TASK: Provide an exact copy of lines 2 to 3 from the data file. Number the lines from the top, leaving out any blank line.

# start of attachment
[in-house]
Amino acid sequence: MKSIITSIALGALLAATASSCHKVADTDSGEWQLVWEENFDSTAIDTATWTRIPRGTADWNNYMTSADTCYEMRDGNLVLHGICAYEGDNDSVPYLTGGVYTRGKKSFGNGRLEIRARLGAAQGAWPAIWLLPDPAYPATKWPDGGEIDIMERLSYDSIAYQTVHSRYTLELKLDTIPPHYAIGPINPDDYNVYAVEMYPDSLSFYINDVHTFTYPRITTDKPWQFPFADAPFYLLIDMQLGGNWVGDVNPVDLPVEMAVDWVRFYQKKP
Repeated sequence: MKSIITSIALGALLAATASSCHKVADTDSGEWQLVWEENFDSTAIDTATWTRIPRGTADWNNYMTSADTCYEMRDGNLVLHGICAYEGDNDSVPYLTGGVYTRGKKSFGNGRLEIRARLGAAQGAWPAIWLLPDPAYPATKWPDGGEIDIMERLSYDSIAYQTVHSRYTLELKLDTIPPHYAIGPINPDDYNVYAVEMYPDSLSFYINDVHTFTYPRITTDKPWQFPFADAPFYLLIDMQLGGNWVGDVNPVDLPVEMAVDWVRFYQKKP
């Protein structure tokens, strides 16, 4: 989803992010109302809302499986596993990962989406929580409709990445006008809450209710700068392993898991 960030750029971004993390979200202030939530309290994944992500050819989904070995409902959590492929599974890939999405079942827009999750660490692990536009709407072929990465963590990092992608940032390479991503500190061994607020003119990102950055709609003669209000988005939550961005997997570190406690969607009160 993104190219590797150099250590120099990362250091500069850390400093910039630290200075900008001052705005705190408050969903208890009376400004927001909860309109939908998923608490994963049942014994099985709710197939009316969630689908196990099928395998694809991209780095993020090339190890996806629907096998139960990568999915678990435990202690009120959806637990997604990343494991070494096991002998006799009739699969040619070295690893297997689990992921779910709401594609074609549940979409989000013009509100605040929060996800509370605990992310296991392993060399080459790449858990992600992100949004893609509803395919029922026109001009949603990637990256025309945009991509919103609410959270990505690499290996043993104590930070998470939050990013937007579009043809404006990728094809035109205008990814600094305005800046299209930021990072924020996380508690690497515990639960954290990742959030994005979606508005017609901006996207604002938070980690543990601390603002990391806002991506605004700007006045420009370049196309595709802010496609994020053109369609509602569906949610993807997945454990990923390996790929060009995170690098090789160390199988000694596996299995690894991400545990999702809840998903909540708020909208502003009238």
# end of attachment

Amino acid sequence: MKSIITSIALGALLAATASSCHKVADTDSGEWQLVWEENFDSTAIDTATWTRIPRGTADWNNYMTSADTCYEMRDGNLVLHGICAYEGDNDSVPYLTGGVYTRGKKSFGNGRLEIRARLGAAQGAWPAIWLLPDPAYPATKWPDGGEIDIMERLSYDSIAYQTVHSRYTLELKLDTIPPHYAIGPINPDDYNVYAVEMYPDSLSFYINDVHTFTYPRITTDKPWQFPFADAPFYLLIDMQLGGNWVGDVNPVDLPVEMAVDWVRFYQKKP
Repeated sequence: MKSIITSIALGALLAATASSCHKVADTDSGEWQLVWEENFDSTAIDTATWTRIPRGTADWNNYMTSADTCYEMRDGNLVLHGICAYEGDNDSVPYLTGGVYTRGKKSFGNGRLEIRARLGAAQGAWPAIWLLPDPAYPATKWPDGGEIDIMERLSYDSIAYQTVHSRYTLELKLDTIPPHYAIGPINPDDYNVYAVEMYPDSLSFYINDVHTFTYPRITTDKPWQFPFADAPFYLLIDMQLGGNWVGDVNPVDLPVEMAVDWVRFYQKKP